From the HSLDA E-lert Service:


1/19/2012 4:54:22 PM
Home School Legal Defense Association
Freedom Alert: Take Action to Defeat Government Overreach!

From the HSLDA E-lert Service...

Freedom Alert: Take Action to Defeat Government Overreach!

Dear HSLDA Members and Friends,

According to the Casper Star Tribune, Matt Teeters and Hank Coe,
co-chairmen of the Joint Education Committee, plan to introduce
legislation that could increase the compulsory school attendance age
for all Wyoming children, including homeschool students, from 16 to

As we understand their intent, the bill would take away driving
privileges from any student who has not reached the age of 18,
graduated high school, or complied with the compulsory school
attendance law. Although Rep. Teeters has said he would like to exempt
homeschoolers, treating homeschoolers differently is not only
difficult--it's difficult to justify as a matter of fairness.
Homeschoolers don't want special treatment--they want equal treatment
under the law. Even if it were possible to exempt homeschoolers,
parents, not the government, should decide when a student should leave
school and receive driving privileges after age 16, don't you agree?

For more details on this, see the WyWatch action e-lert here:

View the Casper Star Tribune article here:


Please contact Matt Teeters and Hank Coe to oppose introduction of
this legislation. Their contact information is below:

Co-Chairman Hank Coe (primary sponsor)
307-527- 6201

Co- Chairman Matt Teeters (co-sponsor)

Please feel free to give them the following message in your own words:

"Please do not introduce legislation to increase the compulsory school
age or remove driving privileges from 16-year-olds based on their
education status. Parents should make decisions about when students
leave school or have a driver's license after age 16-- not the

Because this bill applies to all students, it is not necessary to
identify yourself as a homeschooler.

HSLDA has the privilege of working with WyWatch and HOW. We are
tracking this bill closely and will keep you informed.


1. Statistics have shown that raising the compulsory attendance age
will not reduce the dropout rate. In fact, three out of the top five
states with the highest high school completion rates, Iowa (86.6%),
Vermont (86.5%), and North Dakota (86.3%), compel attendance only to
age 16. The state with the lowest completion rate (Nevada: 55.8%)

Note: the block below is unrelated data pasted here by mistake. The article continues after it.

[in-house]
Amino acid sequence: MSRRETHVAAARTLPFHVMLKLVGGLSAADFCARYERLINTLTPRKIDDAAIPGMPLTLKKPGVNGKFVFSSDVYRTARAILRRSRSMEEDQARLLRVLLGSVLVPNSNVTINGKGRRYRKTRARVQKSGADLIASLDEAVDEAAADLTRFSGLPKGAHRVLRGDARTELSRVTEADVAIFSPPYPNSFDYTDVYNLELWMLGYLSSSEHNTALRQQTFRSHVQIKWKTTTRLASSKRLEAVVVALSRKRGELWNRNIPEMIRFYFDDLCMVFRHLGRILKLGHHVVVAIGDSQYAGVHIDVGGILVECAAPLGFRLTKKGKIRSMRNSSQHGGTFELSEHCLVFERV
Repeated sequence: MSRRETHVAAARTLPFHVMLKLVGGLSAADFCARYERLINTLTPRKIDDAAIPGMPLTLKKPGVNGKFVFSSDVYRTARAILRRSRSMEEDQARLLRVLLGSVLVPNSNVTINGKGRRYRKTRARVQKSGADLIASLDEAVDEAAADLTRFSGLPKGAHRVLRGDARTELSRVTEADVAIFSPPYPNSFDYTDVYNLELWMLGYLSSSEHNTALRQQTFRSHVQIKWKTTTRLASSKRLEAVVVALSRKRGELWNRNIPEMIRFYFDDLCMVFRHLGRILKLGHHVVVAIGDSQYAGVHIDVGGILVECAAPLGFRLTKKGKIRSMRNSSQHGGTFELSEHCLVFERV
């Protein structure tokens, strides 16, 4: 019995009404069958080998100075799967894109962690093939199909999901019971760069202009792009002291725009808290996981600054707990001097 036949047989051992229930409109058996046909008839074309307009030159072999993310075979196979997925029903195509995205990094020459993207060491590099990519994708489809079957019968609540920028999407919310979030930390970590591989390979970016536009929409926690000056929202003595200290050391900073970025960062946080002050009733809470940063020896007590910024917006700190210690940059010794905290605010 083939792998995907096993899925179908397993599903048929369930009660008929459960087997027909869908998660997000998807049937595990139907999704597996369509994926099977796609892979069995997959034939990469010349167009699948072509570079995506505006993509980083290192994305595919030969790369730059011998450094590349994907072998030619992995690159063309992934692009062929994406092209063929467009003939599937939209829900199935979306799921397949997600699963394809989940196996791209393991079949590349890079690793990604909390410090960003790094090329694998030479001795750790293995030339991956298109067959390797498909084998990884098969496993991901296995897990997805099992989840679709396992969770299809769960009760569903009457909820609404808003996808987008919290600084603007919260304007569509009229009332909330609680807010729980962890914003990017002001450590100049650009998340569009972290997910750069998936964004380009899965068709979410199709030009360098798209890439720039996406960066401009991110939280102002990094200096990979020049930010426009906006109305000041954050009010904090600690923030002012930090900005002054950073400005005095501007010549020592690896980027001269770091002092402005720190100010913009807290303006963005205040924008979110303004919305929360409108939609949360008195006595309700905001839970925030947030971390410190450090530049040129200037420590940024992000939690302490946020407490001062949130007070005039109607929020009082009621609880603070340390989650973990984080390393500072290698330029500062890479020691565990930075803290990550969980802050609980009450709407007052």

compels attendance to age 18. Further, the average dropout rate for
states with compulsory attendance age of 16 is 23.4% while the rate
for states with compulsory attendance age of 18 is 23.9%. (Figures are
based on average freshman graduation rates: 2004-05 school year). View
complete results here.

2. Older children unwilling to learn can cause classroom disruptions
and even violence, making learning harder for their classmates who
truly want to learn.

3. Passing this bill would restrict parents' freedom to decide if
their 16-year-old is ready for college or the workforce. (Some
16-year-olds benefit more from valuable work experience than from
being forced to sit in a classroom).

4. Another significant impact of expanding the compulsory attendance
age is an inevitable tax burden to pay for more classroom space and
teachers to accommodate the additional students compelled to attend
public schools. When California raised the age of compulsory
attendance, unwilling students were so disruptive that new schools had
to be built just to handle them and their behavior problems, all at
the expense of the taxpayer.

5. A study by Cornell University found that there was no correlation
between passing a law to raise the age of compulsory attendance and
high school completion rates. The study shows that specific programs
targeting at-risk youth can help improve completion rates, but a law
raising the age of attendance does not. To view the report click here.

For more information, please see our Issues Library page on compulsory
attendance age legislation.

We greatly value you and your support--it is a privilege to serve you!
If you or someone you know is not a member of HSLDA, will you
consider taking a moment today to join or recommend us and support our
work defending individual families threatened by government officials
and protecting homeschooling freedom for all? Join now:

Standing with you to defend your freedom!


Michael P. Donnelly, Esq.
HSLDA Staff Attorney

-> How long are you in for?

Some families are facing what seems like a lifelong commitment to
homeschooling, with children at both ends of the spectrum -- some
graduating and some just reaching school age. If you're going to
be "in" for a while, consider a lifetime membership with HSLDA.
It's a good deal for families with more than 10 years of
homeschooling ahead.

More reasons to join HSLDA...

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Home School Legal Defense Association
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Purcellville, Virginia 20134
Phone: (540) 338-5600
Fax: (540) 338-2733

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